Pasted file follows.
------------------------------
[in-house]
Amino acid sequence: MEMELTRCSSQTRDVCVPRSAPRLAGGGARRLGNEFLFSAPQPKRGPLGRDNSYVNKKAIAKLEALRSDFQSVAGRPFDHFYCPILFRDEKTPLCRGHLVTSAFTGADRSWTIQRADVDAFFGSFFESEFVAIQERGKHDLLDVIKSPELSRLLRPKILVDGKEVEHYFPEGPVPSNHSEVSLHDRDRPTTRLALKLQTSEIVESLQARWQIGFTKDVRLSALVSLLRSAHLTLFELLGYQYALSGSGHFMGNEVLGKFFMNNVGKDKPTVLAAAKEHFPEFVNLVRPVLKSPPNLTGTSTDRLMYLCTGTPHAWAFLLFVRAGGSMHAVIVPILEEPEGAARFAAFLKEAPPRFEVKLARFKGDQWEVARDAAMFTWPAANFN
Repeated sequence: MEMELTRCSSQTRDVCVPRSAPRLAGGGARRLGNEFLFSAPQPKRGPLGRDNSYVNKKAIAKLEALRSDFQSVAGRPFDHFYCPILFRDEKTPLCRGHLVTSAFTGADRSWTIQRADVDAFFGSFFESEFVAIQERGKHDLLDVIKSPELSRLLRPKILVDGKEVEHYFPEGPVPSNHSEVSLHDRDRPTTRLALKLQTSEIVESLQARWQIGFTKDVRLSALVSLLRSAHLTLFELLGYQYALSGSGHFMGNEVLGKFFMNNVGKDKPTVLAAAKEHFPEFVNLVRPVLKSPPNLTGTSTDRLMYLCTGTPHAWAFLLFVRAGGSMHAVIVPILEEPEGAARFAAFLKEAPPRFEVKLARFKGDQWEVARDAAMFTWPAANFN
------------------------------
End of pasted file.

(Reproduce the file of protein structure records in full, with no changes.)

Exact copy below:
[in-house]
Amino acid sequence: MEMELTRCSSQTRDVCVPRSAPRLAGGGARRLGNEFLFSAPQPKRGPLGRDNSYVNKKAIAKLEALRSDFQSVAGRPFDHFYCPILFRDEKTPLCRGHLVTSAFTGADRSWTIQRADVDAFFGSFFESEFVAIQERGKHDLLDVIKSPELSRLLRPKILVDGKEVEHYFPEGPVPSNHSEVSLHDRDRPTTRLALKLQTSEIVESLQARWQIGFTKDVRLSALVSLLRSAHLTLFELLGYQYALSGSGHFMGNEVLGKFFMNNVGKDKPTVLAAAKEHFPEFVNLVRPVLKSPPNLTGTSTDRLMYLCTGTPHAWAFLLFVRAGGSMHAVIVPILEEPEGAARFAAFLKEAPPRFEVKLARFKGDQWEVARDAAMFTWPAANFN
Repeated sequence: MEMELTRCSSQTRDVCVPRSAPRLAGGGARRLGNEFLFSAPQPKRGPLGRDNSYVNKKAIAKLEALRSDFQSVAGRPFDHFYCPILFRDEKTPLCRGHLVTSAFTGADRSWTIQRADVDAFFGSFFESEFVAIQERGKHDLLDVIKSPELSRLLRPKILVDGKEVEHYFPEGPVPSNHSEVSLHDRDRPTTRLALKLQTSEIVESLQARWQIGFTKDVRLSALVSLLRSAHLTLFELLGYQYALSGSGHFMGNEVLGKFFMNNVGKDKPTVLAAAKEHFPEFVNLVRPVLKSPPNLTGTSTDRLMYLCTGTPHAWAFLLFVRAGGSMHAVIVPILEEPEGAARFAAFLKEAPPRFEVKLARFKGDQWEVARDAAMFTWPAANFN